Upfront 07

Fox the First to Bring Content Into Commercial Pods

As Minute-by-Minute Ratings Near, Net Tries to Keep Viewers Engaged

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NEW YORK (AdAge.com) -- Viewers who tuned in to keep up with Jack Bauer on last night's "24" found themselves introduced to another character during the commercial breaks. Oleg the cab driver made his Fox debut in a series of animated eight-second interstitials staggered across the hour-long program, making Fox the first of the five major broadcast nets to experiment with original content in their commercial pods.
Oleg the cab driver made his Fox debut in a series of animated eight-second interstitials staggered across last night's broadcast of '24.'
Oleg the cab driver made his Fox debut in a series of animated eight-second interstitials staggered across last night's broadcast of '24.'

A recognized need
But Oleg wasn't attached to any advertiser or an extension of the latest "24" plot point. Instead, he was the product of New York "innovation company" Ideocracy, headed by Ted D'Cruz-Young, a veteran creative for Saatchi & Saatchi and BBDO. Mr. D'Cruz-Young said the idea for the character came out of the recognized need on both the networks and agencies for alternative forms of engagement, given the impending arrival of Nielsen's minute-by-mintue commercial ratings.

"Our objective is simple -- we want to change the form and function of the commercial break," Mr. D'Cruz-Young said. "No network would ever sign a deal with an ad agency to create content for commercial breaks -- it's church and state stuff. I think what we have achieved is truly unique -- creating media properties for the commercial break, characters and narrative that can grow and be much more than eight seconds but that play a very specific role initially."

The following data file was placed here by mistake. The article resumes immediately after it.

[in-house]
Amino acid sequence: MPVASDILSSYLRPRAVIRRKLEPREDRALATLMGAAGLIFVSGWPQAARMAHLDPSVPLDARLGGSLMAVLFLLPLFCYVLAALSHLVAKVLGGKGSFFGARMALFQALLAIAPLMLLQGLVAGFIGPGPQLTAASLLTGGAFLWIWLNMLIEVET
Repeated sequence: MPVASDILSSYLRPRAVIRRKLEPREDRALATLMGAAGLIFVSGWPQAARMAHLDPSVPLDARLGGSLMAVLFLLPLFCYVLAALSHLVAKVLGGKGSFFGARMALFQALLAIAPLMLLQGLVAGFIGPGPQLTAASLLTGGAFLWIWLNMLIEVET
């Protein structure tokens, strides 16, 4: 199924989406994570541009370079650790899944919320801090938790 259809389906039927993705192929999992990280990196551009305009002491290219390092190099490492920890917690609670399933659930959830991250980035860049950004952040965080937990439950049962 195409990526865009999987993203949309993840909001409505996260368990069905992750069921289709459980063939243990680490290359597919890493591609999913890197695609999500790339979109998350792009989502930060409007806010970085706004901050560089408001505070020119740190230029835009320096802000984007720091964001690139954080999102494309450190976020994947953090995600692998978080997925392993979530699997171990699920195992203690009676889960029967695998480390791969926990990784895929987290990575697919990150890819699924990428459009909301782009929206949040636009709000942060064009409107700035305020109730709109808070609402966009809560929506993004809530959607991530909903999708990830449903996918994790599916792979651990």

Mr. D'Cruz-Young said Fox would apply a metric similar to Nielsen's commercial ratings to measure the engagement with the spots, which will continue to air through the end of the week. Not that he's concerned with the results at this point. "Honestly, I'm less concerned about numbers and applications this week than just sensing the appetite to really do different things now."

Some media buyers, for their part, are intrigued by the experiment, if slightly confused.

'Wasn't traditional'
"I definitely noticed there was something that wasn't traditional in terms of the commercial pod," said Peter Knobloch, president of R.J. Palmer, who tuned in to see the spots last night. "This changes the way you react [to commercials]. All suppliers are trying to figure out a way to make sure they create as much value to the commercial break. It's a measurement system, and now you're literally going to measure that interruption in the program."

John Moore, senior VP at Mullen's Media Hub in Boston, said he applauds the networks for reacting so quickly to the challenges of commercial engagement. "It's almost an antithesis to the business we live in. Look at how long it took for more networks to spend real money in online," he said.

Mr. Moore expects we'll see a lot more experimentation both on the broadcast and cable side in the weeks and months leading into and out of this year's upfront -- CW, MTV and VH1 are examples of other networks that have already unveiled their own engagement strategies. But if the networks are being held accountable for commercial engagement, Mr. D'Cruz-Young isn't ready to point the finger just yet.

'Lots of people we can blame'
"There's a vast entertainment chasm between program content and advertising content and there's lots of people we can blame for that," he said. "Maybe advertisers have been measuring the wrong things -- like how many times a brand is mentioned to determine whether their advertising content is good. Maybe networks have let them get away with good advertising that isn't good content. Maybe the agencies haven't done enough.

"Senior marketers, big advertisers are saying to us, 'Let's work something out.' It may be the answer to what the next iteration of the 30-second spot looks like."
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